This study examines time trends in ICU utilization in the last 6 months of life in individuals in whom advanced lung cancer had been diagnosed. We hypothesized that, with the growth of the hospice movement, end-of-life ICU utilization would decrease over time.

Data Source

This is a retrospective study of lung cancer patients identified from the linked Surveillance, Epidemiology and End Results (SEER)-Medicare database for the years from 1992 to 2002.15 Over this period, the SEER program supported population-based tumor registries in the following 12 geographic regions: Connecticut; Hawaii; Utah; New Mexico; California; Kentucky; New Jersey; Louisiana; Iowa; Detroit, MI; Seattle, WA; and Atlanta, GA. For all incident cancers that are diagnosed in these areas, the SEER registries collect information on patient demographics, tumor characteristics, stage at diagnosis, date of diagnosis, therapy received within 4 months of diagnosis, and date and cause of death.

Through a collaborative project between the National Cancer Institute (NCI) and the Centers for Medicare and Medicaid Services (CMS), entitlement information and claims data from the Medicare program were linked to the SEER data for cancer patients ≥ 65 years of age.16 Medicare eligibility could be identified for 94% of persons ≥ 65 years of age appearing in the SEER records.

The following data from multiple files were used for this study: (1) the Patient Entitlement and Diagnosis File (SEER registry data and Medicare entitlement information); (2) four Medicare claims files (the Medicare Provider Analysis and Review file [for hospital inpatient and skilled nursing facility stays], the Outpatient Standard Analytic File [for hospital outpatient services], the Hospice Standard Analytic File, and the 100% Physician/Supplier File [for physician and other medical services]); and (3) a hospital file created by the NCI with information on hospital characteristics from the CMS Provider of Service survey and the Healthcare Cost Report.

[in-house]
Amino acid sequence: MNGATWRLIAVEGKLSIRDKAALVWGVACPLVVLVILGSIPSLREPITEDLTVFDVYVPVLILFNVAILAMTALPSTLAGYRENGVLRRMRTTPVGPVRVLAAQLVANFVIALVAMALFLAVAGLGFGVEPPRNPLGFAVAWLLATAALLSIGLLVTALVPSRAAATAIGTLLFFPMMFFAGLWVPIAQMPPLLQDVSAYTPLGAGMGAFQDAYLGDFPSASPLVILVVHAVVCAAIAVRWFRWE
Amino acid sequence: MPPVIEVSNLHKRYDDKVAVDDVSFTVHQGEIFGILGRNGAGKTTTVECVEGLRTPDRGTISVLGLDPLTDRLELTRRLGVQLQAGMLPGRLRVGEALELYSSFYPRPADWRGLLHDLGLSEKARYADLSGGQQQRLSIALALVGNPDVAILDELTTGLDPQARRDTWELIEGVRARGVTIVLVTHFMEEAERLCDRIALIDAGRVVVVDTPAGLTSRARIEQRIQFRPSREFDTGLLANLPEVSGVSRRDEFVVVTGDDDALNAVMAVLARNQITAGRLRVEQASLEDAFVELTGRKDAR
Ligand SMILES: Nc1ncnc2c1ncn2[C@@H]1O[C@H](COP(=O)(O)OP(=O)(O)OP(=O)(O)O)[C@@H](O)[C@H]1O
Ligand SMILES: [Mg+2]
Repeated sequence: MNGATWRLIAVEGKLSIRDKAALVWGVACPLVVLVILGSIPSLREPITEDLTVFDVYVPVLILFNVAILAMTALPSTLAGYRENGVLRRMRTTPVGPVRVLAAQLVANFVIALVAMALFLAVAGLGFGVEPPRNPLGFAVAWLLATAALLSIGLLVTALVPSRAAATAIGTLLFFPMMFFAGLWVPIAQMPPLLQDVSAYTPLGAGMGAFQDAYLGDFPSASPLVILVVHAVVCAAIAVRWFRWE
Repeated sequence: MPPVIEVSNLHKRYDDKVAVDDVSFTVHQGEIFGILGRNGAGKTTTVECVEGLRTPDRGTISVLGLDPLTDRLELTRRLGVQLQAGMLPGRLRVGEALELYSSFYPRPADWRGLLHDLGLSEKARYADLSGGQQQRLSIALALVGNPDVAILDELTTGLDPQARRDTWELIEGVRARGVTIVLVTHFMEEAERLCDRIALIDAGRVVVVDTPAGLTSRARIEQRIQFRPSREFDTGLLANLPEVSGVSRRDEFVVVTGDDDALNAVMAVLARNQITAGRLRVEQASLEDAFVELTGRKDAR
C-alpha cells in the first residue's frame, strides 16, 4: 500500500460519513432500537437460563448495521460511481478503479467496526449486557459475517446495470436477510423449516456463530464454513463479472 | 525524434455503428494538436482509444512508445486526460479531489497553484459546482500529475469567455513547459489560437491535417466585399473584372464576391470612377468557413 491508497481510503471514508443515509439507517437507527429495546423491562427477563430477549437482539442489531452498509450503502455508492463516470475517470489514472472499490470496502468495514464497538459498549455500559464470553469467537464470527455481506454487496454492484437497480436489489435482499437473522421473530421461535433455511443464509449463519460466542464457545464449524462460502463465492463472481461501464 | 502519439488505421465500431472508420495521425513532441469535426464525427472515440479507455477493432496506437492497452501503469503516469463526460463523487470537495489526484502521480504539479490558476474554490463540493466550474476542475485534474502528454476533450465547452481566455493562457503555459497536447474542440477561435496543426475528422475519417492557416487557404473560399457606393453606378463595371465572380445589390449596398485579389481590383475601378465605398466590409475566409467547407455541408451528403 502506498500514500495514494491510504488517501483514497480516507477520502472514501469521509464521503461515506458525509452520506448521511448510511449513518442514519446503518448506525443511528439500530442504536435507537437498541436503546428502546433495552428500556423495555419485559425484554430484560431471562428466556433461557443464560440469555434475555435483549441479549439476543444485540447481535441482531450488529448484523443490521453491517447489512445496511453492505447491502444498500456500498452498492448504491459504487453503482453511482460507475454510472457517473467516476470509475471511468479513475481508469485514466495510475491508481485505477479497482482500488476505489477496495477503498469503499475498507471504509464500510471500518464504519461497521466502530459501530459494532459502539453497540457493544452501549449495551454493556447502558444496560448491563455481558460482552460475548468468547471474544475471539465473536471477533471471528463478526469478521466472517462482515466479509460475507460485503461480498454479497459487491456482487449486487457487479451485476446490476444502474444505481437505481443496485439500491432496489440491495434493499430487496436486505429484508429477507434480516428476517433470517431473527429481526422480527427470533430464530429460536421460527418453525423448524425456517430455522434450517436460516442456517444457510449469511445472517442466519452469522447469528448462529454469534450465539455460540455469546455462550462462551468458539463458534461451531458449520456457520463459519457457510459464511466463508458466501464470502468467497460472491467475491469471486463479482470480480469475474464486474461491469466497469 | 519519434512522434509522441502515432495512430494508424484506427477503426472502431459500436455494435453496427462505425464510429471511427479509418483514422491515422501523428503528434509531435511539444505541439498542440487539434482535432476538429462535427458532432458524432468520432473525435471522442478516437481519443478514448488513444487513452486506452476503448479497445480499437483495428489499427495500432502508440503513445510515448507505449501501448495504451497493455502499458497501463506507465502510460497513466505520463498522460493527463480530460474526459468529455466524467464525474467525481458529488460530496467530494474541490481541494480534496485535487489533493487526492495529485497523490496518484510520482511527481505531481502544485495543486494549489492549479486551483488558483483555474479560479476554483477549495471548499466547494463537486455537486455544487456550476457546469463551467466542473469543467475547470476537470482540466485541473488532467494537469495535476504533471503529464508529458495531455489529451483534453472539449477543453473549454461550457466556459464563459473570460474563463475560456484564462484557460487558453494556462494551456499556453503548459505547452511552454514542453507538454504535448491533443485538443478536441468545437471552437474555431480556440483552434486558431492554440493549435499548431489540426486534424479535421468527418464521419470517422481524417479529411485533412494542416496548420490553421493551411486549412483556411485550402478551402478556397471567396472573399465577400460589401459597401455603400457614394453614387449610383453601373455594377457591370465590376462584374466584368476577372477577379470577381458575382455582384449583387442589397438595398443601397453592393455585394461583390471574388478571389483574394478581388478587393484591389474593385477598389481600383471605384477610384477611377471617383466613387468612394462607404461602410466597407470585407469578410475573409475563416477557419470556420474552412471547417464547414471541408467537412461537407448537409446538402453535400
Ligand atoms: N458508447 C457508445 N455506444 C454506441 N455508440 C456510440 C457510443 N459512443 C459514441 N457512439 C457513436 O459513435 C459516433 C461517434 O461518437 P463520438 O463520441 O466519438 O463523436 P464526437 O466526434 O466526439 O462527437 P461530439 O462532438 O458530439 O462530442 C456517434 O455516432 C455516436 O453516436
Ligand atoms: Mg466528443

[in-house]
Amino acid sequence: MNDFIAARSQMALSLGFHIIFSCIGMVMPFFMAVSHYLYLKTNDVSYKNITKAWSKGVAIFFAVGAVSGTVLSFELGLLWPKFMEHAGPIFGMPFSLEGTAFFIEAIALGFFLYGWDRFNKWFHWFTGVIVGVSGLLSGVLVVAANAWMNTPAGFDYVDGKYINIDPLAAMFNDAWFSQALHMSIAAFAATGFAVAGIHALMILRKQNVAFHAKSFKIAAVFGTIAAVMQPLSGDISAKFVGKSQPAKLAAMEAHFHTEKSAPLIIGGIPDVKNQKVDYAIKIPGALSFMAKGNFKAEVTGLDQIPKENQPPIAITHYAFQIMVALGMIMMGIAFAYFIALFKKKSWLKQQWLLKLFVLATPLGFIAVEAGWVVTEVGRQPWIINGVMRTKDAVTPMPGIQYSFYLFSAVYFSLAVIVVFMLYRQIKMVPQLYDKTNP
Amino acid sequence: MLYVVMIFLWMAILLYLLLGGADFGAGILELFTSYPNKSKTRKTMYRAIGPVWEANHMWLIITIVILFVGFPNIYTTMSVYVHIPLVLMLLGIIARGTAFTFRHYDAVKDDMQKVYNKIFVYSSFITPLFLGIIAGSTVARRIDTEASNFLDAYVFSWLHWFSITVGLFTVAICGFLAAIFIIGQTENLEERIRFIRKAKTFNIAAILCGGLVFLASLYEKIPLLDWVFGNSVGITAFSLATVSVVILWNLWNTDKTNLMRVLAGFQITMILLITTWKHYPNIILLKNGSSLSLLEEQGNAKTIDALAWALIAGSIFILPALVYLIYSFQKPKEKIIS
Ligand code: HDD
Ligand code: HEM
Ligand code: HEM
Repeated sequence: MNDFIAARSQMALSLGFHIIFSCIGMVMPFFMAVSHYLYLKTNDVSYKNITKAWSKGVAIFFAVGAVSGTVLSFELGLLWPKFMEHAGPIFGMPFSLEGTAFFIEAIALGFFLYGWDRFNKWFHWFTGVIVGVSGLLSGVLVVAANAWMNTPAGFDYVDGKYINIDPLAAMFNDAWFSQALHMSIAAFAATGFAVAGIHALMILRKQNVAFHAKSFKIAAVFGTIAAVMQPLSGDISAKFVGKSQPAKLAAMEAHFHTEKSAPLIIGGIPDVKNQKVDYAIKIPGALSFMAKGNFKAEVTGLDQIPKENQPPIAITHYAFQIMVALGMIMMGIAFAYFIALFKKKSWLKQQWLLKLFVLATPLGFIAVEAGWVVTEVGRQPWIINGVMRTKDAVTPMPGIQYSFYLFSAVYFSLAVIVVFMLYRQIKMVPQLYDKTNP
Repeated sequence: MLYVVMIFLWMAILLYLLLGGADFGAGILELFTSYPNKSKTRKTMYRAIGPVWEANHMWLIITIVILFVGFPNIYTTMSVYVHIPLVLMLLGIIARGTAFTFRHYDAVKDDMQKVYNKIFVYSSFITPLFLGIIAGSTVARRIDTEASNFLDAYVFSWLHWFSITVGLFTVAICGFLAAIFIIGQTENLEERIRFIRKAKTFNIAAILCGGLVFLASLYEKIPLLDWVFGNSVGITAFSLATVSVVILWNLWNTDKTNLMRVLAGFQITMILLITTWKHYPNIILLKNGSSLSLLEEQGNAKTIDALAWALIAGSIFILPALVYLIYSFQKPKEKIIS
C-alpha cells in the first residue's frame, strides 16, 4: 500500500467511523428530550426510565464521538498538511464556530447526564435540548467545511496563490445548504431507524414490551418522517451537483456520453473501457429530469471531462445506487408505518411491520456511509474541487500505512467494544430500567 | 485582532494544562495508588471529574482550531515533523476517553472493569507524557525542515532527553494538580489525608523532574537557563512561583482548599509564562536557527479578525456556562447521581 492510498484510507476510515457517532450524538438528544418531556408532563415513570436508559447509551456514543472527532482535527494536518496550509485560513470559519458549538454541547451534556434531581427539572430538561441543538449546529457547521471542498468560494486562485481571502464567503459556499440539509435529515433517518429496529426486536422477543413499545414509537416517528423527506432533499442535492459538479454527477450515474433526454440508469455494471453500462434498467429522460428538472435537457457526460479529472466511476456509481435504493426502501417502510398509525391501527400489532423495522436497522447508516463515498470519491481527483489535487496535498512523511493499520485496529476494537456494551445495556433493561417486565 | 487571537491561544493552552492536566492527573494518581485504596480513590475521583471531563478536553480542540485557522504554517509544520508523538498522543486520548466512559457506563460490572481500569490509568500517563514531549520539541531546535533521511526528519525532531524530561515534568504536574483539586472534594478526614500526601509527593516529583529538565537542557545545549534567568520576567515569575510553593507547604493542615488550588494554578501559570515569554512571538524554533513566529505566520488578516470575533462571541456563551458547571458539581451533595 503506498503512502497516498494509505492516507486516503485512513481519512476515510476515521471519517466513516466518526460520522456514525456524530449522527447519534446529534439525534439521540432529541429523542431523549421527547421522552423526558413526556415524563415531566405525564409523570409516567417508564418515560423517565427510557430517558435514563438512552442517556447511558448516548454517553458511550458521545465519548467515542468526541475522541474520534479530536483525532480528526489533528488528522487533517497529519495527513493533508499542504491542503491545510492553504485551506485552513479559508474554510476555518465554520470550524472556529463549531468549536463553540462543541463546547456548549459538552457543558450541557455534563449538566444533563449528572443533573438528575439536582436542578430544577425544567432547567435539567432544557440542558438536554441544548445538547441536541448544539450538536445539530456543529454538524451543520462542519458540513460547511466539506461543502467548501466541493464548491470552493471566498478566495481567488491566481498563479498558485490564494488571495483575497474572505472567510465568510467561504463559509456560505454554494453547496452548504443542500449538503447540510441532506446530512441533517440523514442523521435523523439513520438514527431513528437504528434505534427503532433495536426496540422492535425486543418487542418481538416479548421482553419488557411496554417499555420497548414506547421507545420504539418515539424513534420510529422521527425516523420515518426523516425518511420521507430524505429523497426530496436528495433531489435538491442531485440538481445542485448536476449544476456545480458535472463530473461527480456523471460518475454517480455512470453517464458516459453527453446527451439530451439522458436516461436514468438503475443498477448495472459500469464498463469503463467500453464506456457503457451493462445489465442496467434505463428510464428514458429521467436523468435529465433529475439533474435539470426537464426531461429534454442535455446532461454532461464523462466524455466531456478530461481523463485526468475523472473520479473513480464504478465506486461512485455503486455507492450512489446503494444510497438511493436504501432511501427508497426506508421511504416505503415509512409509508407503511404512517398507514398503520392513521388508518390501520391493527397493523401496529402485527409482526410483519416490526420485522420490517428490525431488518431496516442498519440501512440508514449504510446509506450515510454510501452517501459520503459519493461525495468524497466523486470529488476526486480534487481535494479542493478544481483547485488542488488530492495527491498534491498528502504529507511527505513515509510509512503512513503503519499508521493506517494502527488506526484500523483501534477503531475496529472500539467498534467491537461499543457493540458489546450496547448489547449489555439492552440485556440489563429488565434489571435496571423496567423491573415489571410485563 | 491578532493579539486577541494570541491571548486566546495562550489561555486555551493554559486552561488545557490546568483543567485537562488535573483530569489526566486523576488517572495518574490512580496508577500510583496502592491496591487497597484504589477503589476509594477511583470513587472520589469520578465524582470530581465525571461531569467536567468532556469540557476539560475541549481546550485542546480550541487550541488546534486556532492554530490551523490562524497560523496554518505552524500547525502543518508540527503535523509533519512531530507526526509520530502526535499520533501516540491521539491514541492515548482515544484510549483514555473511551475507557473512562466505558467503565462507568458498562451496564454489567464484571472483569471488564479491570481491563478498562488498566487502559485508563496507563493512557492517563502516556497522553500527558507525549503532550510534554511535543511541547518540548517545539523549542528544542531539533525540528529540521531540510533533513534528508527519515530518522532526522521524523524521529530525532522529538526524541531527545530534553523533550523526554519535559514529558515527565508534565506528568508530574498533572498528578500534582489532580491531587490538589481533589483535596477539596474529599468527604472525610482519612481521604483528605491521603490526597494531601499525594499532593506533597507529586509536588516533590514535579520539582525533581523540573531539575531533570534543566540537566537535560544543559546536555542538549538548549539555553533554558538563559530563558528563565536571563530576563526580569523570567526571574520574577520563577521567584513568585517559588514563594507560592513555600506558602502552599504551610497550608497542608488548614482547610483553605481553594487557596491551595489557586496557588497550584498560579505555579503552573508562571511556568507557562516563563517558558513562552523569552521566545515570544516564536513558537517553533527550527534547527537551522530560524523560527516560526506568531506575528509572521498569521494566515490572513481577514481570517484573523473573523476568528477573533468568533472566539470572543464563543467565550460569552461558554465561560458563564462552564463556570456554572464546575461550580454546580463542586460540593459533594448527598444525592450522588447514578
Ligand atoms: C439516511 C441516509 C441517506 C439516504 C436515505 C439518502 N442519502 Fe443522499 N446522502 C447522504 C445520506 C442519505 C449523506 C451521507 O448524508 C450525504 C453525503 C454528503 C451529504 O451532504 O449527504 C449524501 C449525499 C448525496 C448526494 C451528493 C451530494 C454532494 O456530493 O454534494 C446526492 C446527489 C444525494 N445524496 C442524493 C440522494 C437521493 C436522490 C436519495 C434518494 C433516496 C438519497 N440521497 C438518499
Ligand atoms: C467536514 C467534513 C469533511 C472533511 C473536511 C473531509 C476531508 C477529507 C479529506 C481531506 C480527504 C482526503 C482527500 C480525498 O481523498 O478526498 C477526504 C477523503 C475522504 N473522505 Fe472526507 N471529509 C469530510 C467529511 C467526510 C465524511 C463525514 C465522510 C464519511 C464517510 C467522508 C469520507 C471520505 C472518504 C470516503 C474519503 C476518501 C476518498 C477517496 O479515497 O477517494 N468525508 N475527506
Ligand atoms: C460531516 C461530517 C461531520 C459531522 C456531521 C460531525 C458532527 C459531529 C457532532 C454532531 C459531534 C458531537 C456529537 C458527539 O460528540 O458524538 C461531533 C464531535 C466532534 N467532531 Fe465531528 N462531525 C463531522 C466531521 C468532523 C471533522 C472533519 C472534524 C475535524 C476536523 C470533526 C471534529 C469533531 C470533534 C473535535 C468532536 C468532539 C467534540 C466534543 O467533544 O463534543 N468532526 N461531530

Study Cohort

Eligible subjects were selected from the Patient Entitlement and Diagnosis File and included the following patients: (1) those in whom stage III B or stage IV lung cancer had been diagnosed from 1992 to 2002; (2) those ≥ 66 years of age at the time of diagnosis; (3) those who died within 1 year of receiving a diagnosis over the period 1993 to 2002; and (4) those who were enrolled in Medicare parts A and B during the year prior to death (Fig 1 ). The stage of lung cancer was ascertained from the SEER registry data through the modified American Joint Committee on Cancer. Individuals enrolled in health maintenance organizations (HMOs) at any time from the date of diagnosis through the date of death were excluded from the study because of concerns about the completeness of information in the Medicare files of these patients.

Measures

Information on patients’ sociodemographic characteristics was obtained from the SEER data, as follows: age (66 to 74, 75 to 84, and ≥ 85 years of age); race (non-Hispanic white, black, Hispanic, and other); gender (male or female); and marital status at the time of diagnosis (married or not married). Tumor stage, vital status, cause of death, and geographic region were also derived from SEER data. Residence was dichotomized into large metropolitan area vs other.17A large metropolitan area was defined as a concentrated urban area with an average population of > 1 million people based on the 1990 census. Socioeconomic status was based on whether the patient had applied for and received supplemental insurance from Medicaid (ie, the state buy-in coverage). One month or more of having state buy-in coverage was considered to be an indicator of low socioeconomic income status. Comorbidity was measured with a score developed by Klabunde18 using all Medicare claims from the year prior to diagnosis.